Our China lawyers are often called in to fix things that have gone wrong between a Chinese business and a foreign company. The style for dealing with problems in China is much different than in the West and it behooves foreigners to learn the Chinese style of dealing with problems.
If you are trying to get something important done in China, you often must rely on the Chinese side to accomplish this. The Chinese party may be a Chinese company your company has hired, a joint venture partner or an employee. But when a major problem arises, the tendency will be for all these folks to tell you: “There is a problem. We cannot do what you need us to do. It is not my/our fault. It is the fault of someone else.” This statement is usually not accompanied with any plan to take care of the issue.
How do you motivate the Chinese side to take control, do their job, and resolve the problem to get things done? The basic rules in China are as follows:
- Never show anger. If you show anger, it will not motivate the other side to act. It will instead likely cause the other side to freeze up and refuse to act for fear things will get worse.
- Go ahead and assign blame. The Chinese side will be very sensitive not to admit any fault for the problem. However, if the Chinese side is at fault, it is important you state this clearly. You should point out the duties assigned to the Chinese side in your contract so the Chinese side has a clear understanding of why they are at fault. With Western companies, I usually wait to assign fault until after the problem has been solved. In China, it is the opposite. It is better to assign fault at the outset. This motivates the Chinese side to resolve the problem.
- Rely as much as possible on human feeling and the personal connections between the parties as the motivator for resolving the issues. Make it clear some identified individual the Chinese side has come to know will suffer if the problem is not resolved. This is far more effective than an abstract discussion of what is provided in the written contract. The Chinese side is much more likely to act under the motivation of human feeling than under the abstract notion that the contract requires them to act.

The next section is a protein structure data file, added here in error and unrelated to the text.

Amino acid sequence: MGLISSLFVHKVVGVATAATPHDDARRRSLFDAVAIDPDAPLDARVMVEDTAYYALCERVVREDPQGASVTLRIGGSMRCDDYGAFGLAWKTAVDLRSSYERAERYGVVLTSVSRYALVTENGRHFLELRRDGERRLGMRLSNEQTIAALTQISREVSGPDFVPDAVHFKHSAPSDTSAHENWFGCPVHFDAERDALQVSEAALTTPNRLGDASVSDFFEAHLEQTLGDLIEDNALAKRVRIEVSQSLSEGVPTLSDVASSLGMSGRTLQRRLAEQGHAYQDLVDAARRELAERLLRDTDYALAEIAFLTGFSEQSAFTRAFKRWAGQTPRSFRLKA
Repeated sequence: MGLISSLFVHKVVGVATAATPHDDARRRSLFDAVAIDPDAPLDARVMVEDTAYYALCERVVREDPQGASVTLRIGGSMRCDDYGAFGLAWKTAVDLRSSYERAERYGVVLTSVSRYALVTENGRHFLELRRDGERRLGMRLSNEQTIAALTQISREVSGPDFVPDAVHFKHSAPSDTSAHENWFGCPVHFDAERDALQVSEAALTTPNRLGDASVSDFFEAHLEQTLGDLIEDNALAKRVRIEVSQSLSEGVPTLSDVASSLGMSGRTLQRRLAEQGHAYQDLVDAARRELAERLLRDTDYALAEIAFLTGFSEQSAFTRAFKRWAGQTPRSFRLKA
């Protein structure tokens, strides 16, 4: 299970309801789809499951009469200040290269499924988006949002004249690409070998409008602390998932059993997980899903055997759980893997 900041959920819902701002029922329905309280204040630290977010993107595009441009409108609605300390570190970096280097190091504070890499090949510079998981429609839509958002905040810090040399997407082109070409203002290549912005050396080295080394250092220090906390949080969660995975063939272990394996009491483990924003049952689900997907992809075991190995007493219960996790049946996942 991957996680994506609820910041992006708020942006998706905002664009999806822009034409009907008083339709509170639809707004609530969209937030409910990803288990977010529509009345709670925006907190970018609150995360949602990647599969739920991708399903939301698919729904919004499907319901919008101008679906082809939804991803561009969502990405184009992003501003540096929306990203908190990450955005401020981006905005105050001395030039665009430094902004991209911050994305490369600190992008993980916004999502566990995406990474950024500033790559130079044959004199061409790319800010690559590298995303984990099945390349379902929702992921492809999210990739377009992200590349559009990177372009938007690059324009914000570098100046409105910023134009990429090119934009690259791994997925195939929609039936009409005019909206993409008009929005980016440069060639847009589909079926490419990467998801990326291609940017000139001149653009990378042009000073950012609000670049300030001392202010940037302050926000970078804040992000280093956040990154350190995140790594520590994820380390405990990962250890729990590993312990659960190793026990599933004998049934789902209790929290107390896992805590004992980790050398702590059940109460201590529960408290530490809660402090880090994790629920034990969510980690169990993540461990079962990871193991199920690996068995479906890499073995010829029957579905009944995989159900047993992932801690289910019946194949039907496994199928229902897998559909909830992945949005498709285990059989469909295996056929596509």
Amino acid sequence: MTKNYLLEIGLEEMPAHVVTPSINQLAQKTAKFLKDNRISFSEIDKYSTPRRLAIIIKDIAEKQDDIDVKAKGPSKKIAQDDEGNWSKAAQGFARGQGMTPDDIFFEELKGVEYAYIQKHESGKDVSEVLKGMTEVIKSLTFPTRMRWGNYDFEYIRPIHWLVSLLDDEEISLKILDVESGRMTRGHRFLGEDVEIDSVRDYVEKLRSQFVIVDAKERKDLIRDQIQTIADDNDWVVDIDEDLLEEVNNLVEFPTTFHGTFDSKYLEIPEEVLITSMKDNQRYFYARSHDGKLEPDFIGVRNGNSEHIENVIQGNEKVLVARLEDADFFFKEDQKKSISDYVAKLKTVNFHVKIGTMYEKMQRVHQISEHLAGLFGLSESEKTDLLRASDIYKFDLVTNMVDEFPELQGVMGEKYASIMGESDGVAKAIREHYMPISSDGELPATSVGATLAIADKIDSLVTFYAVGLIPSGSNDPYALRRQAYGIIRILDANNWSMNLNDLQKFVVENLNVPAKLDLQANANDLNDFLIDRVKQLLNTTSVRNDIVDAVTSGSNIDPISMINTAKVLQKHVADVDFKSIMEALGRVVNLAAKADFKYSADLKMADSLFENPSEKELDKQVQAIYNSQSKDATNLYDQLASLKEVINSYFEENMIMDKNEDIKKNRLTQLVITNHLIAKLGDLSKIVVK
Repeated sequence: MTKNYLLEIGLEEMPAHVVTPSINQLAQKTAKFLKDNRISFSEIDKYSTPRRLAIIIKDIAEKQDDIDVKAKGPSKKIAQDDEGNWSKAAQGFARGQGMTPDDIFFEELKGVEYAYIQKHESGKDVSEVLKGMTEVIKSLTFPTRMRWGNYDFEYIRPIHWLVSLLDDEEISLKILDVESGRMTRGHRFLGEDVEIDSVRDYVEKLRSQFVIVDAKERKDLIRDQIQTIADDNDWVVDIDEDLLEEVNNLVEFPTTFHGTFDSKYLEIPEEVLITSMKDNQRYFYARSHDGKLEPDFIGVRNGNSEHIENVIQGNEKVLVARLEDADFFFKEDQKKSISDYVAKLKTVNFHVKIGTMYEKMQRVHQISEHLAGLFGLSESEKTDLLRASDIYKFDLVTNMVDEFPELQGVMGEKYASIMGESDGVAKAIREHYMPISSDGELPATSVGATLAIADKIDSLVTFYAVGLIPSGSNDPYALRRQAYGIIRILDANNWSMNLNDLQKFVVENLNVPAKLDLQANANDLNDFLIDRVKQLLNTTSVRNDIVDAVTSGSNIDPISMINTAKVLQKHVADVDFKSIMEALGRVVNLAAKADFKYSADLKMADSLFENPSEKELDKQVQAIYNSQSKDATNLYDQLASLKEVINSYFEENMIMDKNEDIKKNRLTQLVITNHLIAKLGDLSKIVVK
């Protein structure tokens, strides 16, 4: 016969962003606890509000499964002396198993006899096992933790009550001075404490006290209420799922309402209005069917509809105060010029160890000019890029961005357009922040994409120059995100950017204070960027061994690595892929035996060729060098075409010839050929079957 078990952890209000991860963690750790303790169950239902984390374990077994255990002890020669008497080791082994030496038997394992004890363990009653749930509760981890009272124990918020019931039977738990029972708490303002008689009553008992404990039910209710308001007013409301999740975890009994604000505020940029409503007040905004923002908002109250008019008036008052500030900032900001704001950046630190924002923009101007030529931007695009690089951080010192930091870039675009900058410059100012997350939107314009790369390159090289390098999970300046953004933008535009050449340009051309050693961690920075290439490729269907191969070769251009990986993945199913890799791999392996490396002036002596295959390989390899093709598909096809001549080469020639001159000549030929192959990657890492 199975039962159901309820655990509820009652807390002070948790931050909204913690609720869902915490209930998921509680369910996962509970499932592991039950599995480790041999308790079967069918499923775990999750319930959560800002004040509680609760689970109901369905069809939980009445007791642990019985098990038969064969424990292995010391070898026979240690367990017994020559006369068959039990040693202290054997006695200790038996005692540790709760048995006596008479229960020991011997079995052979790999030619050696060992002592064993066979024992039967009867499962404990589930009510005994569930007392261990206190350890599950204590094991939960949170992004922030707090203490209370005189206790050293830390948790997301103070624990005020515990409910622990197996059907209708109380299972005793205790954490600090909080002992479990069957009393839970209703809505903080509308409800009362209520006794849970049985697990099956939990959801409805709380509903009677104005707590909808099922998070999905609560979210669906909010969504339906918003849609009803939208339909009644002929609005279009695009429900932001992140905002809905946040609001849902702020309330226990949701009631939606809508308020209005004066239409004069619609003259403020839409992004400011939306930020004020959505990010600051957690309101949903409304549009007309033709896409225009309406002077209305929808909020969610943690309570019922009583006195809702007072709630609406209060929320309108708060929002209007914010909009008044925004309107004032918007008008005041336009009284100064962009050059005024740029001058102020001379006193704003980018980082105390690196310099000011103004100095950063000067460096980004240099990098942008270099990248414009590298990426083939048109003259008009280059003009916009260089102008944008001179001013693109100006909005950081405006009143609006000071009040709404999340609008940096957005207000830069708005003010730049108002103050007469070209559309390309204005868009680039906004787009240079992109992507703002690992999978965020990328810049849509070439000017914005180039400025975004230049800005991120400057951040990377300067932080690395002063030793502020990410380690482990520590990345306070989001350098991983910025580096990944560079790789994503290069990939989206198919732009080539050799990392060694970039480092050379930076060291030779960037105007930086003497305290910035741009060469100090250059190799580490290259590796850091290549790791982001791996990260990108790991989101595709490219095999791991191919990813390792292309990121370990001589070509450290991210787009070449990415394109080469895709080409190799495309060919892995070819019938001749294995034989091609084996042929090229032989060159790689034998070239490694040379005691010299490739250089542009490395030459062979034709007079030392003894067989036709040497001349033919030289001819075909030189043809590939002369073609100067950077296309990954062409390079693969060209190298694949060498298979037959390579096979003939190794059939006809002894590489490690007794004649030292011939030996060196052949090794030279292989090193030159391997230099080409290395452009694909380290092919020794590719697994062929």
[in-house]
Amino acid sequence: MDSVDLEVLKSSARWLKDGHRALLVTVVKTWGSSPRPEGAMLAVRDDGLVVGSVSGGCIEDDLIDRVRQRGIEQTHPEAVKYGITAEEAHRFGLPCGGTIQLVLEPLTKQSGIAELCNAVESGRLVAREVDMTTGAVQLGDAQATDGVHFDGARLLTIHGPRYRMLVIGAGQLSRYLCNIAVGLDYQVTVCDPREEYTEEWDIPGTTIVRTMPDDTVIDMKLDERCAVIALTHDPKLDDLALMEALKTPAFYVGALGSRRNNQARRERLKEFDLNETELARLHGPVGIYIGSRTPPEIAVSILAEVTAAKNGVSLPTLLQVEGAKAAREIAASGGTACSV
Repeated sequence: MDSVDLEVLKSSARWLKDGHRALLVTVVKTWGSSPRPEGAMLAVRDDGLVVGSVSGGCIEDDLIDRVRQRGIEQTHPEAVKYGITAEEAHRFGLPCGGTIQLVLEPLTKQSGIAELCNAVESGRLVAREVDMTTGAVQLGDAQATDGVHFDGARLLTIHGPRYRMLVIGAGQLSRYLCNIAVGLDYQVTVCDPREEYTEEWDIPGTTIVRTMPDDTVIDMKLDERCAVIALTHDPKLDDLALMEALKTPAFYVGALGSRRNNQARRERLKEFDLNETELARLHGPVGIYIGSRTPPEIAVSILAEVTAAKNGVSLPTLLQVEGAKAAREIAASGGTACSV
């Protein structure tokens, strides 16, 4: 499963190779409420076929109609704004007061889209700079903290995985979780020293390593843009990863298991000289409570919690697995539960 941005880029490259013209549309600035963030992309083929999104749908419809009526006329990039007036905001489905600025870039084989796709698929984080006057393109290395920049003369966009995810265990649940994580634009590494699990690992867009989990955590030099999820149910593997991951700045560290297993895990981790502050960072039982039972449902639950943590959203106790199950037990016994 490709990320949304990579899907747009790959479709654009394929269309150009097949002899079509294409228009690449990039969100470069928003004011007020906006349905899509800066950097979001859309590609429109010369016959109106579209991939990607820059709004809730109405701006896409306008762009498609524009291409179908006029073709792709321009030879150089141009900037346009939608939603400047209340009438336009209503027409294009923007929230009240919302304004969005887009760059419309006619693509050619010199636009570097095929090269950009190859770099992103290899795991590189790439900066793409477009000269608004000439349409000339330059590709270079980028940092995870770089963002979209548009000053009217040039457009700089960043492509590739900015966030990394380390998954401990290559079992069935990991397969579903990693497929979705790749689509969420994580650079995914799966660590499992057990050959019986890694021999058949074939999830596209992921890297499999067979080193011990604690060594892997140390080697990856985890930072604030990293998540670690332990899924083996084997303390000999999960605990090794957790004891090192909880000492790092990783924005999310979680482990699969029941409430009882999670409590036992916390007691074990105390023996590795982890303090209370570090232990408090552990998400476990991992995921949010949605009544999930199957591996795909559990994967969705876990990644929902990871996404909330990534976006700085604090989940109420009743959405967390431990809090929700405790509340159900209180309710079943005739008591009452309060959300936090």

These basic rules were illustrated for me in a real estate transaction on which I worked many years ago. I represented a U.S. client purchasing a substantial piece of Shanghai real estate. We were represented in this deal by a sincere but not terribly experienced Shanghai real estate agent. It was important to the U.S. client to complete the transaction before a specific date. My client and the seller had completed all the necessary contracts and it was now the job of the Chinese real estate agent to work with the bank and the local government to close the deal.
We were contacted by the agent three days before the closing. The agent announced that all our careful plans to complete the closing would not work because the bank could not perform certain procedures over the weekend. In a manner typical of this type of situation, the agent announced: “The deal will be delayed by two weeks. It is not my fault. There is nothing we can do.” The agent offered us no contingency plan of any kind. Since we were relying entirely on the agent to perform the closing procedure, this placed us in a very difficult situation. Though both my client and I were upset, I carefully controlled my anger, though I refused to let the agent off the hook on the blame issue. I pointed out that we were all relying on the agent for the bank side of the transaction and that it was the agent’s fault for not checking with the bank in advance on the procedures to be followed. I then pointed out the tremendous disappointment and loss that would be suffered by my client (who the real estate agent had come to know) if the deal did not go through as scheduled. Then I simply stopped.
The transformation in the agent was remarkable. The agent converted from the passive giver of bad news to a dynamic problem solver. Ultimately, three of her staff were on the phones and various creative solutions were devised. As a result, on Monday evening we were drinking champagne in my client’s office instead of sending reports to his bosses at home explaining why the deal would not go through on time. This all came about because we did not show anger, and we assigned blame and we relied on human feeling as the final motivator.
How do you solve your doing business in China problems?